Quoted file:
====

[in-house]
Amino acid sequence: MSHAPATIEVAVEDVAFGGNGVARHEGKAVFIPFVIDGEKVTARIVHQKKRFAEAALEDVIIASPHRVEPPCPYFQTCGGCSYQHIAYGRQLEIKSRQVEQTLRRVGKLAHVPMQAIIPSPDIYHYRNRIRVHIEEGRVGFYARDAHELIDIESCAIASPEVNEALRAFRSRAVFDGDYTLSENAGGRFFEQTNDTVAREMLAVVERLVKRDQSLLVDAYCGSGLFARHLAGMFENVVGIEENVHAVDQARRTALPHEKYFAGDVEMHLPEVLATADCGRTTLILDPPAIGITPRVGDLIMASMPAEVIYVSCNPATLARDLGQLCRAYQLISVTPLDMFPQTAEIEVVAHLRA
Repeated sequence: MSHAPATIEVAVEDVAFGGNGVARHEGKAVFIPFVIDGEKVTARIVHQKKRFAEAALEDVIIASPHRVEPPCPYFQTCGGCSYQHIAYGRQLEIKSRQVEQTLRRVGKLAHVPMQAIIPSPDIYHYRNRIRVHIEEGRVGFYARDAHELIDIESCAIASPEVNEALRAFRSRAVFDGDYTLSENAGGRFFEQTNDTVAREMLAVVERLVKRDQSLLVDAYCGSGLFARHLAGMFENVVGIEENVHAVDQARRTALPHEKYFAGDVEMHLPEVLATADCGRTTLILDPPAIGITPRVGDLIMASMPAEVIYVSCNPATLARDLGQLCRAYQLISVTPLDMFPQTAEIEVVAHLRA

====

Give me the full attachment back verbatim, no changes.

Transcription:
[in-house]
Amino acid sequence: MSHAPATIEVAVEDVAFGGNGVARHEGKAVFIPFVIDGEKVTARIVHQKKRFAEAALEDVIIASPHRVEPPCPYFQTCGGCSYQHIAYGRQLEIKSRQVEQTLRRVGKLAHVPMQAIIPSPDIYHYRNRIRVHIEEGRVGFYARDAHELIDIESCAIASPEVNEALRAFRSRAVFDGDYTLSENAGGRFFEQTNDTVAREMLAVVERLVKRDQSLLVDAYCGSGLFARHLAGMFENVVGIEENVHAVDQARRTALPHEKYFAGDVEMHLPEVLATADCGRTTLILDPPAIGITPRVGDLIMASMPAEVIYVSCNPATLARDLGQLCRAYQLISVTPLDMFPQTAEIEVVAHLRA
Repeated sequence: MSHAPATIEVAVEDVAFGGNGVARHEGKAVFIPFVIDGEKVTARIVHQKKRFAEAALEDVIIASPHRVEPPCPYFQTCGGCSYQHIAYGRQLEIKSRQVEQTLRRVGKLAHVPMQAIIPSPDIYHYRNRIRVHIEEGRVGFYARDAHELIDIESCAIASPEVNEALRAFRSRAVFDGDYTLSENAGGRFFEQTNDTVAREMLAVVERLVKRDQSLLVDAYCGSGLFARHLAGMFENVVGIEENVHAVDQARRTALPHEKYFAGDVEMHLPEVLATADCGRTTLILDPPAIGITPRVGDLIMASMPAEVIYVSCNPATLARDLGQLCRAYQLISVTPLDMFPQTAEIEVVAHLRA